Finally, the time has come again and I dedicate myself to a topic I wanted to write about for quite a time now: it’s about Cachaça! The “Brazilian rum”, which actually is not rum (although it is not so far from it), enjoys (to my great satisfaction) a certain and increasing popularity in Europe and ultimately also in Germany. However, of course there is still a lot of room for improvement, because mostly it is still the old top dog Pitú, which can be found in the spirit assortment of most bars (which makes it more or less the counterpart of the famous tequila with the red plastic hat in its segment). If I can help to change that even further with my article, all the better. (provided test product)*
I would like to start today with the Magnífica de Faria Cachaça (“start” because I am planning more articles about representatives of the Cachaça category in the coming weeks). Nevertheless, before I forget, I would also like to refer to my article about the Yaguara Cachaça, in which I also briefly explained what Cachaça is and how it differs from rum. Therefore, if you have no idea at all what you are dealing with in this category, you should briefly get some information there. For all others, I will continue directly with the Magnífica de Faria.
This one comes from the Brazilian state of Rio de Janeiro (even if maybe not everyone knows that this is also a state, it is probably at the same time the best known state of the country). Sometimes you read or hear about the Magnífica de Faria that it is an unmatured cachaça, but this is not true. Also, I would like to point out directly that under the same name there is a version with 40% vol. and one with 45% vol. Thankfully, I can devote myself today to the higher percentage version, which of course promises more flavors.
Magnífica de Faria is made from sugar cane juice fermented with natural yeasts, which was previously pressed from hand-harvested sugar cane. After distillation in copper stills, it is aged for at least two years in Ipé wooden barrels (a South American Lapacho wood), which also give Magnífica de Faria Cachaça a slight color. With a price slightly above 20 euros, this cachaça is also not really expensive. But what does it taste like?
Aroma: Yes, a very nice, rich sugar cane aroma with sweet associations that flows towards you here. Similarities to some unmatured Rhum Agricoles or even Clairin are hardly surprising here. The nose shows greenish woody notes, hints of freshly mown grass, behind that a little mango and banana and a subtle herbal note of chamomile. With time, I also detect pineapple bark. I like it very much!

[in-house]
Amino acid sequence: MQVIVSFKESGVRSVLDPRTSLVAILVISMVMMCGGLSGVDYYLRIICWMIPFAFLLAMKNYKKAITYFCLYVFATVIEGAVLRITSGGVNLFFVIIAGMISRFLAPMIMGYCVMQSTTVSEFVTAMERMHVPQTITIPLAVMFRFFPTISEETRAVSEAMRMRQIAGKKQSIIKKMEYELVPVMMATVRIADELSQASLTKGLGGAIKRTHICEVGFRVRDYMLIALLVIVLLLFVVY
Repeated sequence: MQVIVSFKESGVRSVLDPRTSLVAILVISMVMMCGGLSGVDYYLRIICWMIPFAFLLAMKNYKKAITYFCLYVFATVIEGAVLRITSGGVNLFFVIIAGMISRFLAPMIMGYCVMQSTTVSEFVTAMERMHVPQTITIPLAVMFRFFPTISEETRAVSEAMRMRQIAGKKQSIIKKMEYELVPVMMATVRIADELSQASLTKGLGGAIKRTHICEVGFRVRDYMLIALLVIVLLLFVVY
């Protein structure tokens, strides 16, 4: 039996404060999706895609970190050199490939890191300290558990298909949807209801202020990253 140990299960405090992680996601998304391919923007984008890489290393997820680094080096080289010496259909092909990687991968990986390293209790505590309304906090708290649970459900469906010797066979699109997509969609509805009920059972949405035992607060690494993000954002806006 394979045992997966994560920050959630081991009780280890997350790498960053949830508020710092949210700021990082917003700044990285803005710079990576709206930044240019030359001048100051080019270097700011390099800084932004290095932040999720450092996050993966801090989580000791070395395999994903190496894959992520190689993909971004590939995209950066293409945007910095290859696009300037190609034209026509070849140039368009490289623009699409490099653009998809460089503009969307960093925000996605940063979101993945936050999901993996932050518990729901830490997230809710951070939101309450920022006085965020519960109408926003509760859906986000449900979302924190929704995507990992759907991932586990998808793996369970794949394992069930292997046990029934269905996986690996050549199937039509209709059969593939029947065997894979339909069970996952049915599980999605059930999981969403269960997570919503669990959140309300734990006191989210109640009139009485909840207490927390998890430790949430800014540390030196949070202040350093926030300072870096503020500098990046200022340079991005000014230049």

Taste: Relatively mild despite the abv of 45%, yet surprisingly spicy with woody notes, herbs and white pepper. Here I find notes of hay (almost reminds me a bit of a hay eau-de-vie in between), freshly cut mushrooms, sugar cane, chamomile and lemon.
Finish: medium long, surprisingly dry.
Of course, when you think of a cachaça, you immediately think of the caipirinha, whether in the “regular” version or as a highball. However, today I would like to show that cachaça can do more in a drink that is completely to my taste. As many readers surely know, I’m a big fan of all-alcohol drinks, because they often simply showcase the base spirits much better and give them room to develop their character. This is also the case with the drink called Apotekose by Brazilian bartender Thiago Ceccotti from Belo Horizon’s bar “Dub Maletta”. Combined with Cynar and D.O.M. Benedictine (both favorites of mine) and some dry vermouth, the Magnífica de Faria Cachaça can shine beautifully here! Saúde.
Recipe “Apotekose” (by Thiago Ceccotti):
7 cl Magnífica de Faria Cachaça
2.5 cl dry vermouth
1.5 cl Cynar
0.5 cl D.O.M. Benedictine
Preparation: The drink is built in the glass, simply pour all ingredients on ice and stir briefly.
Garnish: Lemon zest
Buying sources: At specialized retailers or online
*The fact that this product has been sent to me free of charge for editorial purposes does not – in any way – imply any influence on the content of this article or my rating. On the contrary, it is always an indispensable condition for me to be able to review without any external influence.